A win has been a long time coming for Aussie Won Joon Lee; not so much for his white-hot compatriot Maverick Antcliff.
Lee’s victory came in the Korean PGA Championship at the weekend, while Antcliff won the Beijing Open on the China Tour.
But that’s about where the similarities end.
Sydney’s Lee, once touted as having a game to compete with Tiger Woods as the world’s top-ranked amateur, has slaved for almost 13 years as a professional on tours around the globe before his breakthrough.
So to wait one more hole to edge Korean Hyungseok Seo in a playoff was scarcely a concern.
For Antcliff, however, winning in China has become something of a luxurious habit.
The Queenslander, now in his fourth year as a pro, won for the first time earlier this year, but incredibly has now won three times on the China Tour in just 10 weeks.
Antcliff, who shared 13th place at last year’s Australian Open in near anonymity, was again super efficient, this time winning by four strokes, set up by a second-round 65 and a closing 67.
Even better news for Australia came with Victorian Bryden Macpherson runner-up in Beijing, his third top-10 of the season and good for ninth on the order of merit.
Not surprisingly though, Antcliff has a stranglehold on that crown, already having banked almost $100,000 in five events, more than three times in excess of his nearest rival.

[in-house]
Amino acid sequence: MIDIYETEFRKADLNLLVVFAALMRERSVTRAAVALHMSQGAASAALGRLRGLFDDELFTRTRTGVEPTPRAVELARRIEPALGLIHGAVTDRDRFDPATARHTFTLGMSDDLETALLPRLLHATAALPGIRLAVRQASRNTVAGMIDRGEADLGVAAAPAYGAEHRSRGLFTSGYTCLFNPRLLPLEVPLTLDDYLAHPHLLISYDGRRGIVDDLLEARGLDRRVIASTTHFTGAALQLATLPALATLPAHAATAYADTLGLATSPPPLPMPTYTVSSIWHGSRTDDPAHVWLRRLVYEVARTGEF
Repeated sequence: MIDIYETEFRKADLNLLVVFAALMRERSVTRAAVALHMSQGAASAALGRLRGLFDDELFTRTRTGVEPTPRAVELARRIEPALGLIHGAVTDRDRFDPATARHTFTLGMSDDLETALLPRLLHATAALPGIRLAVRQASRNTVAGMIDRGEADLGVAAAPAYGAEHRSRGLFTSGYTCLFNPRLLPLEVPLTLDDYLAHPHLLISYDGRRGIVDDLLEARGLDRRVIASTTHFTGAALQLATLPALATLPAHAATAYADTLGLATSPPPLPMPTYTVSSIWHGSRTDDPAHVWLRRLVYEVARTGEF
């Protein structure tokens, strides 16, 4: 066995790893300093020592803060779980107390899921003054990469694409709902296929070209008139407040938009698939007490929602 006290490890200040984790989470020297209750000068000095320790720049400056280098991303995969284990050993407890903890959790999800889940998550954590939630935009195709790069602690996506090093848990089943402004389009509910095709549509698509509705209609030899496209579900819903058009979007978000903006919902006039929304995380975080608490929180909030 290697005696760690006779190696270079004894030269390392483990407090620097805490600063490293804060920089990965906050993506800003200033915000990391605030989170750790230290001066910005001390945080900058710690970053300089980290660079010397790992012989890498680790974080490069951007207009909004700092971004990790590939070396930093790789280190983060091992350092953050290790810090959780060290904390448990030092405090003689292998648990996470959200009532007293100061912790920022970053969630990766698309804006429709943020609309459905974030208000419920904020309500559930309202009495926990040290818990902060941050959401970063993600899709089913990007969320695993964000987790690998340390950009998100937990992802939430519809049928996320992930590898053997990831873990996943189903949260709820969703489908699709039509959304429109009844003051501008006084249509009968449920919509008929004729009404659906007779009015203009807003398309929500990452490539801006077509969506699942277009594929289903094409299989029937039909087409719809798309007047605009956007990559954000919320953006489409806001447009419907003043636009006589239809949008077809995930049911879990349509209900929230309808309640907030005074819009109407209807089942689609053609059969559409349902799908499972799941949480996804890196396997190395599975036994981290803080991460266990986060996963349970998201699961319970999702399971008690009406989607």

He bounced to a career-high No.220 in the world rankings, up 367 places from his 2018 year-ending position.
Lee, runner-up to Craig Parry in the 2007 Australian Open, also moved to a career-high No.231, his consistency this year having moved him up from No.383 at the close of 2018.
The Japanese Tour regular, who is based in Seoul for much of the year, had begun his final round in Yangsan five strokes clear, but fell back into a share of the lead with a nervous bogey on the 71st hole.
Remarkably, Lee’s drive up the final regulation hole went into the right water, but was not completely submerged and he managed to scramble a par as his rival’s winning attempt slid by the cup.
On the playoff hole, Lee calmly rolled in his birdie to salute and become just the fourth non-Korean to win one of the country’s most prized titles, emulating Melbourne’s Matt Griffin 2014 win in the process.
Among the prizes, including a lucrative $250,000 (approx) payday, Lee earnt a start in the US PGA Tour’s CJ Cup at Nine Bridges later this year – in what he hopes is a stepping stone back to the United States following a couple of seasons on the then Nationwide Tour earlier in his career.
“I do not want to stop here,” Lee said.
“I want to win a few more times (but) I am very happy to win today.”